Science, Technology, and the Future of America’s Drinking Water
Chris Wiant, M.P.H., Ph.D.

Americans consume more than one billion glasses of tap water each day.1  As 2016 comes to a close and a new administration prepares to take over in January, there are over 150,000 public drinking water systems in the US.2  Of these, 50,000 are community water systems that supply water to the same population (over 300 million Americans) year-round.3   Moreover, just 3 percent of community water systems provide drinking water for 79 percent of the US population.  A cornerstone of US public health is ensuring access to safe drinking water through source protection, treatment, including chlorine disinfection, and delivery to consumers; the Safe Drinking Water Act (SDWA) provides the regulatory blueprint.

Emerging Challenges and Opportunities

Despite water supply and distribution being hailed as one of the greatest engineering achievements of the 20th Century, America’s drinking water faces an array of challenges, including:

EPA Drinking Water Action Plan Priority Areas

  1. Promote Equity and Build Capacity for Drinking Water Infrastructure Financing and Management
  2. Advance Next Generation Oversight for SDWA
  3. Strengthen Source Water Protection and Resilience of Drinking Water Supplies
  4. Take Action to Address Unregulated Contaminants
  5. Improve Transparency, Public Education, and Risk Communication on Drinking Water Safety
  6. Reduce Lead Risks through the Lead and Copper Rule

To help confront these and other challenges, the US Environmental Protection Agency (EPA) recently released its Drinking Water Action Plan, which serves “as a national call to action, urging all levels of government, utilities, community organizations, and other stakeholders to work together to increase the safety and reliability of drinking water.”  The Plan is organized around six overarching Priority Areas, each of which includes goals, challenges, and proposed actions.

Conducted simultaneously with EPA’s effort, the President’s Council of Advisors on Science and Technology (PCAST) launched and released the executive summary of its forthcoming report, “Science and Technology to Ensure the Safety of the Nation’s Drinking Water.”  The PCAST working group’s near-term recommendations focus on improved monitoring and sharing drinking water quality information. Its long-term recommendations emphasize improved federal coordination of drinking water research and the development of next-generation technologies, demonstration projects, and comparative risk assessment methods and capacity.

Both reports are intended to complement and support one another.  And both acknowledge that significant new and dedicated resources—as well as unprecedented partnerships and collaboration across all levels of government, utilities, the private sector, and the public—will be essential to their success.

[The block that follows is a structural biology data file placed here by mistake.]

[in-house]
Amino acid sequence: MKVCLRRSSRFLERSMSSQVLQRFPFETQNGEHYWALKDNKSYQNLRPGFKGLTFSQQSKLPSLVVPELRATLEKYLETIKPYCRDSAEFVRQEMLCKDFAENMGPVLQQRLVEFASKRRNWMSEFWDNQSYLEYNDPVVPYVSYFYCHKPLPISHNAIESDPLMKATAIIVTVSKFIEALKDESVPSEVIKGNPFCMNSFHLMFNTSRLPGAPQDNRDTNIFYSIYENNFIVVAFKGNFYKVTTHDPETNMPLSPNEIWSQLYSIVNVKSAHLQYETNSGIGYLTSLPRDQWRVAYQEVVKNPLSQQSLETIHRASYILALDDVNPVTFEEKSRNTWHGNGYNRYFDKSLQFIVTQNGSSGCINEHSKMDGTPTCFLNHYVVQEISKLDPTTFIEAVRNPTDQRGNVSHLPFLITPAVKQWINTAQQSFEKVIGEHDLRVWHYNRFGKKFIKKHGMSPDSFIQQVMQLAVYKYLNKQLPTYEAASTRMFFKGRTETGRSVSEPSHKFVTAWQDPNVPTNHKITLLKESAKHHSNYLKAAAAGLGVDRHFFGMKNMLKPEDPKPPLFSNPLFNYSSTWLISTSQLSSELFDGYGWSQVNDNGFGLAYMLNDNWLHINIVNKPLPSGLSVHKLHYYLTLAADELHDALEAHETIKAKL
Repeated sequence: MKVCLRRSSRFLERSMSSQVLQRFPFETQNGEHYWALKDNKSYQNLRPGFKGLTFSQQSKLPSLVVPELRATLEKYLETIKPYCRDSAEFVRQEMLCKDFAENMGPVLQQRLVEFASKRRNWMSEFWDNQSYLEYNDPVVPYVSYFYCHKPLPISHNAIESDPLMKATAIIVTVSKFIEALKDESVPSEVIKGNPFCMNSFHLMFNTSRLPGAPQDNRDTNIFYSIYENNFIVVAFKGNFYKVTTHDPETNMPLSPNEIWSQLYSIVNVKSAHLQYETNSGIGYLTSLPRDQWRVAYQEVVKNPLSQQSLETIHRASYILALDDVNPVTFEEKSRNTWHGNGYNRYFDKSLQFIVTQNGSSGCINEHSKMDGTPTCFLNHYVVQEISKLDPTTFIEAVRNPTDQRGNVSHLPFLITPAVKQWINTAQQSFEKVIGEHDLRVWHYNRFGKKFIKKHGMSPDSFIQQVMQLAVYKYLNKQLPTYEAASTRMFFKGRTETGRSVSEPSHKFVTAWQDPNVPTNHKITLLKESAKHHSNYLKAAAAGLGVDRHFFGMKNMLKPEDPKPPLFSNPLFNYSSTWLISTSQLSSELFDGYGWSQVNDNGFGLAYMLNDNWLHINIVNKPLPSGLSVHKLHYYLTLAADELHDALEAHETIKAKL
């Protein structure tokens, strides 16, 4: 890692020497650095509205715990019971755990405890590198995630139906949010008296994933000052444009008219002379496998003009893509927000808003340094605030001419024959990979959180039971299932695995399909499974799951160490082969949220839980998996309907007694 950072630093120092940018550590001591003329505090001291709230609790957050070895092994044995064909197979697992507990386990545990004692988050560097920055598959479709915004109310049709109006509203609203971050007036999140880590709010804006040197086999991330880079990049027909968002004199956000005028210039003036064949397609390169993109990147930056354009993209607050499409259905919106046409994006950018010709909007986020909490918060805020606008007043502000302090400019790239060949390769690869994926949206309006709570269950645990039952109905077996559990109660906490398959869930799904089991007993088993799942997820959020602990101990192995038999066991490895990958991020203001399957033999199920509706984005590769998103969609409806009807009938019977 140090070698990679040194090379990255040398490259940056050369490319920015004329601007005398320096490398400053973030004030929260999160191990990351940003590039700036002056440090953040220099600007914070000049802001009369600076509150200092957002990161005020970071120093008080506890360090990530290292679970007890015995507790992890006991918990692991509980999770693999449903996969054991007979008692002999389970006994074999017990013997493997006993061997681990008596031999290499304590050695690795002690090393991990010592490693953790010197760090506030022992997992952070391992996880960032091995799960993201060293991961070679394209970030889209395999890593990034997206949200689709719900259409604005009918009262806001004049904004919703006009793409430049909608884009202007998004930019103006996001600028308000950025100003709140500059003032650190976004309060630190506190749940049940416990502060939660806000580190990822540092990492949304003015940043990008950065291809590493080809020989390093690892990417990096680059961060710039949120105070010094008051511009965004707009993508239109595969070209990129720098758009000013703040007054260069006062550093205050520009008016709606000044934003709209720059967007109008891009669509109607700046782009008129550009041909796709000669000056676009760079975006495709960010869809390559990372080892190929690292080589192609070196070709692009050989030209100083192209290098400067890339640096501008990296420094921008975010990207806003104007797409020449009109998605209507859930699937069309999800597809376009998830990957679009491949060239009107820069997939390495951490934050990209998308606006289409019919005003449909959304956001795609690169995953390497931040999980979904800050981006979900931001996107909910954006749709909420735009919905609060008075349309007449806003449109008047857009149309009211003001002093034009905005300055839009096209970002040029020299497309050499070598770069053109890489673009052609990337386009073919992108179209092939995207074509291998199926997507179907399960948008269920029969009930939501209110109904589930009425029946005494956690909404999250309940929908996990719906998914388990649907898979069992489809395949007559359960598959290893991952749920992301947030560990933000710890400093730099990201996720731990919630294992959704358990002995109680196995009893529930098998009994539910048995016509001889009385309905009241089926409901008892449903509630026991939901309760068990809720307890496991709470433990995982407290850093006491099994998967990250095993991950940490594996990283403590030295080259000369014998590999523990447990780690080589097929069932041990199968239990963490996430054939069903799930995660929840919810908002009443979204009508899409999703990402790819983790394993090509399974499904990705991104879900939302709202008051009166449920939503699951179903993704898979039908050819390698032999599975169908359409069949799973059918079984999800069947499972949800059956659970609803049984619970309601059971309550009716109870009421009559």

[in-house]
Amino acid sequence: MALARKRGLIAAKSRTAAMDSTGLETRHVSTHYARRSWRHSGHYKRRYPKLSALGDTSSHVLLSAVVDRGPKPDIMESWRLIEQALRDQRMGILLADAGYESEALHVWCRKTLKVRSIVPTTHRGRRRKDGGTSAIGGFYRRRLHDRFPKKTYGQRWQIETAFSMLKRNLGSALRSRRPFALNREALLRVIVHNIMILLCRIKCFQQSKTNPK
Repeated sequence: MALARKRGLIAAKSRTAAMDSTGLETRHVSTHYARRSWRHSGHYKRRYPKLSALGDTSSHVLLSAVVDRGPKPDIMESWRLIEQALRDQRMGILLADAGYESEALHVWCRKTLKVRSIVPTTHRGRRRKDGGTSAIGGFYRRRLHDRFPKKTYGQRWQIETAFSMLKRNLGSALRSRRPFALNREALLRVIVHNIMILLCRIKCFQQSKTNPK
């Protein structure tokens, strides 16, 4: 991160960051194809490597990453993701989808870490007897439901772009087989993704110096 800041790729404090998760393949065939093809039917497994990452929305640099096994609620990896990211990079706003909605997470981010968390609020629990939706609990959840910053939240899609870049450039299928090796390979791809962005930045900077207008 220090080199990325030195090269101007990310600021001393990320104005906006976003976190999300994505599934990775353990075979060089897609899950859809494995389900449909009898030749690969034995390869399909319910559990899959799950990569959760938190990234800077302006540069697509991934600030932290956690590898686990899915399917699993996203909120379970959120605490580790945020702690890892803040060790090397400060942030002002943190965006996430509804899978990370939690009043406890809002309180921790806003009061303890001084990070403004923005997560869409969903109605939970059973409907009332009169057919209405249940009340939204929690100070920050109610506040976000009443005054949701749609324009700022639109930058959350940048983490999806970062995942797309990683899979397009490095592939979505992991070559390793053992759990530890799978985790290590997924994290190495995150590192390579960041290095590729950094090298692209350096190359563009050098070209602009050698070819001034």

Moving Forward

Although America’s drinking water is safe and of high quality most of the time and in most places, long-term, national drinking water challenges must be addressed.  Our aging infrastructure, in particular, is in increasing need of repair and modernization.  We hope that EPA’s Action Plan, PCAST’s forthcoming report, and an ongoing commitment to policies grounded in evidence-based science will help establish a forward-looking drinking water strategy for the country in 2017 and beyond.

Chris Wiant, M.P.H., Ph.D., is president and CEO of the Caring for Colorado Foundation.  He is also chair of the Water Quality & Health Council and a member of the National Drinking Water Advisory Council.

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1 EPA Outlines Actions to Improve Safety, Reliability of Nation’s Drinking Water.  https://www.epa.gov/newsreleases/epa-outlines-actions-improve-safety-reliability-nations-drinking-water.

2 President’s Council of Advisors on Science and Technology (2016).  REPORT TO THE PRESIDENT:  Science and Technology to Ensure the Safety of the Nation’s Drinking Water. https://www.whitehouse.gov/sites/default/files/pcast_drinking_water_final_executive_summary_final.pdf.

3 The remaining 100,000 are non‐community water systems that supply campgrounds, office buildings, schools, hospitals, etc.; almost 45 million people (15 percent) get all or part of their water from private wells.

 

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